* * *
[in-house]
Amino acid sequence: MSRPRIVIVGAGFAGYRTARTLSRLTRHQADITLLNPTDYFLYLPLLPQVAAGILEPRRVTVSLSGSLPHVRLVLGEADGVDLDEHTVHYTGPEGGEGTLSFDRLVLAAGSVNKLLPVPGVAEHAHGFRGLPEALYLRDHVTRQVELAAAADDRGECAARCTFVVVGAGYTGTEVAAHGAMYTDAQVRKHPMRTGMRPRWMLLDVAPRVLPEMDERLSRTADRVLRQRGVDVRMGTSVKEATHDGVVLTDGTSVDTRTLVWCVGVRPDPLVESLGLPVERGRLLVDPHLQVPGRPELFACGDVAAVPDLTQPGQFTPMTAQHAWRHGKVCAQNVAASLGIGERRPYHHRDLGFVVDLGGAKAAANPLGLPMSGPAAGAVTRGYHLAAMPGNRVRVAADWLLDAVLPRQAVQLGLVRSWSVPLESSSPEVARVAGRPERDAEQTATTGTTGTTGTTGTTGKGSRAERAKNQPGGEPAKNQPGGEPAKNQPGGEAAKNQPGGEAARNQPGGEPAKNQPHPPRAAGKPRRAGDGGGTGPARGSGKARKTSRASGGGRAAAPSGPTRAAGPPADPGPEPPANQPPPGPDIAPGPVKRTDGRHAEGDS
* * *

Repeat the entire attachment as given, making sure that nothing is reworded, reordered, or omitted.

[in-house]
Amino acid sequence: MSRPRIVIVGAGFAGYRTARTLSRLTRHQADITLLNPTDYFLYLPLLPQVAAGILEPRRVTVSLSGSLPHVRLVLGEADGVDLDEHTVHYTGPEGGEGTLSFDRLVLAAGSVNKLLPVPGVAEHAHGFRGLPEALYLRDHVTRQVELAAAADDRGECAARCTFVVVGAGYTGTEVAAHGAMYTDAQVRKHPMRTGMRPRWMLLDVAPRVLPEMDERLSRTADRVLRQRGVDVRMGTSVKEATHDGVVLTDGTSVDTRTLVWCVGVRPDPLVESLGLPVERGRLLVDPHLQVPGRPELFACGDVAAVPDLTQPGQFTPMTAQHAWRHGKVCAQNVAASLGIGERRPYHHRDLGFVVDLGGAKAAANPLGLPMSGPAAGAVTRGYHLAAMPGNRVRVAADWLLDAVLPRQAVQLGLVRSWSVPLESSSPEVARVAGRPERDAEQTATTGTTGTTGTTGTTGKGSRAERAKNQPGGEPAKNQPGGEPAKNQPGGEAAKNQPGGEAARNQPGGEPAKNQPHPPRAAGKPRRAGDGGGTGPARGSGKARKTSRASGGGRAAAPSGPTRAAGPPADPGPEPPANQPPPGPDIAPGPVKRTDGRHAEGDS